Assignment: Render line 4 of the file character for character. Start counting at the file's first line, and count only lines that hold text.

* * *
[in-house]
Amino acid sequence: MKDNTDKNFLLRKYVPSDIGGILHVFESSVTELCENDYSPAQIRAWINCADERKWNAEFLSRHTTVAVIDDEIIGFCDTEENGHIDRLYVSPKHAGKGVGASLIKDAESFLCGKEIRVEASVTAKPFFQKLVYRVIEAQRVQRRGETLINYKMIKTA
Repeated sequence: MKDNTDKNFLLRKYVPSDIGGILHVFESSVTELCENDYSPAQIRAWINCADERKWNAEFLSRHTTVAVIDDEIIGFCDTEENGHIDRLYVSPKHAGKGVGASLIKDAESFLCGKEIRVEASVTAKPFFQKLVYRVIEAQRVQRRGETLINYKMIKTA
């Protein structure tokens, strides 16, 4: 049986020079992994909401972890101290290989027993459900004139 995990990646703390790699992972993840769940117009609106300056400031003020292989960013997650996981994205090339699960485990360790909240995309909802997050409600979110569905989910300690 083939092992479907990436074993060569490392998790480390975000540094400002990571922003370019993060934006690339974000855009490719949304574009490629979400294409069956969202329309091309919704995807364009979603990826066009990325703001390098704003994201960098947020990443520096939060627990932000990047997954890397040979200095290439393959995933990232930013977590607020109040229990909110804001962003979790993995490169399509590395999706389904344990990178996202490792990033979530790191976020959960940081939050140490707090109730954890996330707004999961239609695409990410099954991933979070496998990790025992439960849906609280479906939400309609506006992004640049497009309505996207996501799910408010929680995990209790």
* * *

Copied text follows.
């Protein structure tokens, strides 16, 4: 049986020079992994909401972890101290290989027993459900004139 995990990646703390790699992972993840769940117009609106300056400031003020292989960013997650996981994205090339699960485990360790909240995309909802997050409600979110569905989910300690 083939092992479907990436074993060569490392998790480390975000540094400002990571922003370019993060934006690339974000855009490719949304574009490629979400294409069956969202329309091309919704995807364009979603990826066009990325703001390098704003994201960098947020990443520096939060627990932000990047997954890397040979200095290439393959995933990232930013977590607020109040229990909110804001962003979790993995490169399509590395999706389904344990990178996202490792990033979530790191976020959960940081939050140490707090109730954890996330707004999961239609695409990410099954991933979070496998990790025992439960849906609280479906939400309609506006992004640049497009309505996207996501799910408010929680995990209790």